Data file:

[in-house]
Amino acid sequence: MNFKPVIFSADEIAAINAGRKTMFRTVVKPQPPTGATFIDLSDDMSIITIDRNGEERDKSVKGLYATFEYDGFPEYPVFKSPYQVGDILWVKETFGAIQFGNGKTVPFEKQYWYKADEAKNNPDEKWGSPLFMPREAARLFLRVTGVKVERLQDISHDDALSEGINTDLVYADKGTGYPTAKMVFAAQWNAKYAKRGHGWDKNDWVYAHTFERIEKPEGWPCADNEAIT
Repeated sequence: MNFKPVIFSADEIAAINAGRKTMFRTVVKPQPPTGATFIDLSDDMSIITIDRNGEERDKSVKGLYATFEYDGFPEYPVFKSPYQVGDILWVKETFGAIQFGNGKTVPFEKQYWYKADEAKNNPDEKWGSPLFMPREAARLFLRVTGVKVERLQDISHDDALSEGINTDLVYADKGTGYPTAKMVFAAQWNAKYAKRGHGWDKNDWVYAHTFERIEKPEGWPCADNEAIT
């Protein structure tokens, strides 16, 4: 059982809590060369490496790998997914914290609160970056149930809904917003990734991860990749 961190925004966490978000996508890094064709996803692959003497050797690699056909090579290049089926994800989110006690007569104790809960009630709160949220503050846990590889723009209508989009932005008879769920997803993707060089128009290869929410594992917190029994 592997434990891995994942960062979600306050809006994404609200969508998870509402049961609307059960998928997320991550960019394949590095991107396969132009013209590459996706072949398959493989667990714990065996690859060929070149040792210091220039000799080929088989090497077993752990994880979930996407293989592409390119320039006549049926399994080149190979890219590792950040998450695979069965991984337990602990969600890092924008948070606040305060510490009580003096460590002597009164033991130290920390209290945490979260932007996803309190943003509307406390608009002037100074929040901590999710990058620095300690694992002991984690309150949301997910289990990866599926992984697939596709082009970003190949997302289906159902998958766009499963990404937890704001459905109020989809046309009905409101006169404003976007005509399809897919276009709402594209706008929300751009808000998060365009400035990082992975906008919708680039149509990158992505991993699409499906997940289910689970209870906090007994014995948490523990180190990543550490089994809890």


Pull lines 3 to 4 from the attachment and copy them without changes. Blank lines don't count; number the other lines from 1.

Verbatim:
Repeated sequence: MNFKPVIFSADEIAAINAGRKTMFRTVVKPQPPTGATFIDLSDDMSIITIDRNGEERDKSVKGLYATFEYDGFPEYPVFKSPYQVGDILWVKETFGAIQFGNGKTVPFEKQYWYKADEAKNNPDEKWGSPLFMPREAARLFLRVTGVKVERLQDISHDDALSEGINTDLVYADKGTGYPTAKMVFAAQWNAKYAKRGHGWDKNDWVYAHTFERIEKPEGWPCADNEAIT
């Protein structure tokens, strides 16, 4: 059982809590060369490496790998997914914290609160970056149930809904917003990734991860990749 961190925004966490978000996508890094064709996803692959003497050797690699056909090579290049089926994800989110006690007569104790809960009630709160949220503050846990590889723009209508989009932005008879769920997803993707060089128009290869929410594992917190029994 592997434990891995994942960062979600306050809006994404609200969508998870509402049961609307059960998928997320991550960019394949590095991107396969132009013209590459996706072949398959493989667990714990065996690859060929070149040792210091220039000799080929088989090497077993752990994880979930996407293989592409390119320039006549049926399994080149190979890219590792950040998450695979069965991984337990602990969600890092924008948070606040305060510490009580003096460590002597009164033991130290920390209290945490979260932007996803309190943003509307406390608009002037100074929040901590999710990058620095300690694992002991984690309150949301997910289990990866599926992984697939596709082009970003190949997302289906159902998958766009499963990404937890704001459905109020989809046309009905409101006169404003976007005509399809897919276009709402594209706008929300751009808000998060365009400035990082992975906008919708680039149509990158992505991993699409499906997940289910689970209870906090007994014995948490523990180190990543550490089994809890």